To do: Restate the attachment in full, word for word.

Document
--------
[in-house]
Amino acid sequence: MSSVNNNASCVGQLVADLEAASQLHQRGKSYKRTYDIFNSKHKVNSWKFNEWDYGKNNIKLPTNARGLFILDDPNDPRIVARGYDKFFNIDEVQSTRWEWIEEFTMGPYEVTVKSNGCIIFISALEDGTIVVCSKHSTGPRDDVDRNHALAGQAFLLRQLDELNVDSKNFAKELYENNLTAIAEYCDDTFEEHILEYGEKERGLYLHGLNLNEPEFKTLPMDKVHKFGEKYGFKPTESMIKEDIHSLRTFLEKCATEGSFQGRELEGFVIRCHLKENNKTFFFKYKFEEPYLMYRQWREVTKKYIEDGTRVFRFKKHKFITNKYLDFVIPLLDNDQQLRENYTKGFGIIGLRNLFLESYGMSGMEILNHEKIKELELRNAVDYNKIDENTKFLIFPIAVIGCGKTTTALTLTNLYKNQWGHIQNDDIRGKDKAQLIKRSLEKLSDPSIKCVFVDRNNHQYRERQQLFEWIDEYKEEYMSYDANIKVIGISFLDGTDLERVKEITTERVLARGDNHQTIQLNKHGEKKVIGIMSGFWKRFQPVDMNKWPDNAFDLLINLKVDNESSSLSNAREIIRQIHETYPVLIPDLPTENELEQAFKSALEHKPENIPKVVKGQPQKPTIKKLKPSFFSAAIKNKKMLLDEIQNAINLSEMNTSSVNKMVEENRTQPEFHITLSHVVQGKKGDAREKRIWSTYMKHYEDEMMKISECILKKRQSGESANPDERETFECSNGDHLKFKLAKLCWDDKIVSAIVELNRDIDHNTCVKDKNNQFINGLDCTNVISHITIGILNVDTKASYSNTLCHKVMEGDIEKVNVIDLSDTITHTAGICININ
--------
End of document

[in-house]
Amino acid sequence: MSSVNNNASCVGQLVADLEAASQLHQRGKSYKRTYDIFNSKHKVNSWKFNEWDYGKNNIKLPTNARGLFILDDPNDPRIVARGYDKFFNIDEVQSTRWEWIEEFTMGPYEVTVKSNGCIIFISALEDGTIVVCSKHSTGPRDDVDRNHALAGQAFLLRQLDELNVDSKNFAKELYENNLTAIAEYCDDTFEEHILEYGEKERGLYLHGLNLNEPEFKTLPMDKVHKFGEKYGFKPTESMIKEDIHSLRTFLEKCATEGSFQGRELEGFVIRCHLKENNKTFFFKYKFEEPYLMYRQWREVTKKYIEDGTRVFRFKKHKFITNKYLDFVIPLLDNDQQLRENYTKGFGIIGLRNLFLESYGMSGMEILNHEKIKELELRNAVDYNKIDENTKFLIFPIAVIGCGKTTTALTLTNLYKNQWGHIQNDDIRGKDKAQLIKRSLEKLSDPSIKCVFVDRNNHQYRERQQLFEWIDEYKEEYMSYDANIKVIGISFLDGTDLERVKEITTERVLARGDNHQTIQLNKHGEKKVIGIMSGFWKRFQPVDMNKWPDNAFDLLINLKVDNESSSLSNAREIIRQIHETYPVLIPDLPTENELEQAFKSALEHKPENIPKVVKGQPQKPTIKKLKPSFFSAAIKNKKMLLDEIQNAINLSEMNTSSVNKMVEENRTQPEFHITLSHVVQGKKGDAREKRIWSTYMKHYEDEMMKISECILKKRQSGESANPDERETFECSNGDHLKFKLAKLCWDDKIVSAIVELNRDIDHNTCVKDKNNQFINGLDCTNVISHITIGILNVDTKASYSNTLCHKVMEGDIEKVNVIDLSDTITHTAGICININ